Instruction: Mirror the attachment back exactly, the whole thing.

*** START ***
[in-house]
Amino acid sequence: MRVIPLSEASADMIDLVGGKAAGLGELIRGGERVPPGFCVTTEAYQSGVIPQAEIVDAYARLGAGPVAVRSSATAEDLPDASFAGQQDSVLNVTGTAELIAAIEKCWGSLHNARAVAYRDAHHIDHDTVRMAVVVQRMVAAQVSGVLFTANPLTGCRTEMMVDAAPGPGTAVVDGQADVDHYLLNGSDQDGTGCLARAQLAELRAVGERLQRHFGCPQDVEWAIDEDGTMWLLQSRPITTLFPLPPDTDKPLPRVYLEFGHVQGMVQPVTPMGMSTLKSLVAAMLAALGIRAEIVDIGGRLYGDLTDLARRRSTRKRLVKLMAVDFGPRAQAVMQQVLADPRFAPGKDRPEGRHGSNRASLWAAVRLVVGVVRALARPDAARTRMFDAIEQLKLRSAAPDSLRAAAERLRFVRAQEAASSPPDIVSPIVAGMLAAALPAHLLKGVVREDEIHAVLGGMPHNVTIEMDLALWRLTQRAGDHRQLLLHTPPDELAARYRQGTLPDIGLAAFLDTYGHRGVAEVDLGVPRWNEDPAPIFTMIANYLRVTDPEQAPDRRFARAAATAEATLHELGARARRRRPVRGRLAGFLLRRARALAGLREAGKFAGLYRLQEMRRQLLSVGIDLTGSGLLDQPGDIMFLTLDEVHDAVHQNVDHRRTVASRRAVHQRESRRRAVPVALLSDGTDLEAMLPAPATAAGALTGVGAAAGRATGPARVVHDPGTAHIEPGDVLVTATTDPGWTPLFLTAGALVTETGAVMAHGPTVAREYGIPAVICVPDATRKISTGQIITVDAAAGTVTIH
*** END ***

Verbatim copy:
[in-house]
Amino acid sequence: MRVIPLSEASADMIDLVGGKAAGLGELIRGGERVPPGFCVTTEAYQSGVIPQAEIVDAYARLGAGPVAVRSSATAEDLPDASFAGQQDSVLNVTGTAELIAAIEKCWGSLHNARAVAYRDAHHIDHDTVRMAVVVQRMVAAQVSGVLFTANPLTGCRTEMMVDAAPGPGTAVVDGQADVDHYLLNGSDQDGTGCLARAQLAELRAVGERLQRHFGCPQDVEWAIDEDGTMWLLQSRPITTLFPLPPDTDKPLPRVYLEFGHVQGMVQPVTPMGMSTLKSLVAAMLAALGIRAEIVDIGGRLYGDLTDLARRRSTRKRLVKLMAVDFGPRAQAVMQQVLADPRFAPGKDRPEGRHGSNRASLWAAVRLVVGVVRALARPDAARTRMFDAIEQLKLRSAAPDSLRAAAERLRFVRAQEAASSPPDIVSPIVAGMLAAALPAHLLKGVVREDEIHAVLGGMPHNVTIEMDLALWRLTQRAGDHRQLLLHTPPDELAARYRQGTLPDIGLAAFLDTYGHRGVAEVDLGVPRWNEDPAPIFTMIANYLRVTDPEQAPDRRFARAAATAEATLHELGARARRRRPVRGRLAGFLLRRARALAGLREAGKFAGLYRLQEMRRQLLSVGIDLTGSGLLDQPGDIMFLTLDEVHDAVHQNVDHRRTVASRRAVHQRESRRRAVPVALLSDGTDLEAMLPAPATAAGALTGVGAAAGRATGPARVVHDPGTAHIEPGDVLVTATTDPGWTPLFLTAGALVTETGAVMAHGPTVAREYGIPAVICVPDATRKISTGQIITVDAAAGTVTIH